I saw Christ today.
She was sitting at a table by herself in the fellowship hall of the church I attend.
I purchased the altar flowers in remembrance of my parent’s wedding anniversary—what would have been 67 years. Bright yellow Zinnias, deep red Carnations with lavender Asters completed the lovely arrangement which was a perfect blend of mine and my mother’s favorite colors.
Christ spoke to me as she was finishing her microwaved beef stew meal. She said her daughter’s favorite color was yellow and that she had died in the last year.
I could tell in her longing expression, she wanted one of the Zinnia’s but did not want to ask. I was going to give her one anyway. When I handed her the flower, I told her the bouquet was for my mom who had died. She asked how long ago my mother had passed and I said five years.
Thinking the moment had passed, I began to walk away. Christ was not finished with me, however. She called me back, “come here.” I did. She reached for my hand and I accepted hers.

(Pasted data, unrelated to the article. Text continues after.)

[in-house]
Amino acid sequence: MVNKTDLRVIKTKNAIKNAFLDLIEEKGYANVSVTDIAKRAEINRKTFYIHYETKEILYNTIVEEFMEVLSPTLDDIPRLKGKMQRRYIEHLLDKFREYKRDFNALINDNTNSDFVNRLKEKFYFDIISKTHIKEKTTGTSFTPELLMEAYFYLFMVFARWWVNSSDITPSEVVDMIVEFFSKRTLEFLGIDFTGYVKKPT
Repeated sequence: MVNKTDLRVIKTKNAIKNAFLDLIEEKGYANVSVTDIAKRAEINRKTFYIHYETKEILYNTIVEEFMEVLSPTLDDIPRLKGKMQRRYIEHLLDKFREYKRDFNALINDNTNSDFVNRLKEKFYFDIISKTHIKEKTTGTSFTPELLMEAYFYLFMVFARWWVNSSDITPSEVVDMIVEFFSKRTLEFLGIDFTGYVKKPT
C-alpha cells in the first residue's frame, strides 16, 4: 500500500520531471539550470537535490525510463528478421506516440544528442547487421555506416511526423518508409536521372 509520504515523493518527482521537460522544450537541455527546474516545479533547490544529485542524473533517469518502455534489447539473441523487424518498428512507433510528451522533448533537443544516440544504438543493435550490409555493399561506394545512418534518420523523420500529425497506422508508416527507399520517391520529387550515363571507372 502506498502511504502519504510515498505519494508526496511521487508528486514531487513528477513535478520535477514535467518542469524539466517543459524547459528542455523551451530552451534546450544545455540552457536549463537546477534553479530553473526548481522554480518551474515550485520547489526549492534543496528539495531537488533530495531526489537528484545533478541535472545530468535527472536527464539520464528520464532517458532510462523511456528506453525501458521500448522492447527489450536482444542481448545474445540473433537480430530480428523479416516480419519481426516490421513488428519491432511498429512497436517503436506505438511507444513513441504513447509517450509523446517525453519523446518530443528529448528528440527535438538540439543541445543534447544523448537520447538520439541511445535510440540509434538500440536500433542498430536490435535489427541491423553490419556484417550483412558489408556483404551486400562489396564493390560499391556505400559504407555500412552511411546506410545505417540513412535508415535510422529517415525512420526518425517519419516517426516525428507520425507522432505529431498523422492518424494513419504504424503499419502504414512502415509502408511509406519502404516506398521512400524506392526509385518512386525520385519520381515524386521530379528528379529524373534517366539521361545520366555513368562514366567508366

Care-worn wrinkles adorned her face and hands, dirty fingernails and a weathered sweatshirt graced her frame along with garlands of bedraggled hair—I wondered about the life she had lived and was living.
Once our hands were clasped, she closed her eyes and began praying. Because I did not want to miss a moment of this sacred awareness, I kept mine open, watching and listening.
There was no “Gracious God” or “Heavenly Father” beginning. Her prayer was not punctuated with any “thee” or “thou.” No “we just ask,” no promises were made, no sin was mentioned nor forgiveness requested. In fact, the only thing she asked for was for God to bless me and that she, herself, had lost her mother in 2007. Some of her softly spoken words sounded like reverential mumbling. There wasn’t even an “amen” at the end; just a very gentle shake of my hand and her eyes opened.
A good-bye, a thank you—as I was leaving, I glanced back, she seemed lost in sweet memories staring at her flower.
No sermon, no invocation, no hymn that I heard that Sunday morning touched me as deeply as Christ did in that very brief, yet timeless instance.
I cried most of the way home—not sad tears, or happy tears—just tears of realization at how holy beautiful is Christ and how precious is all of Life.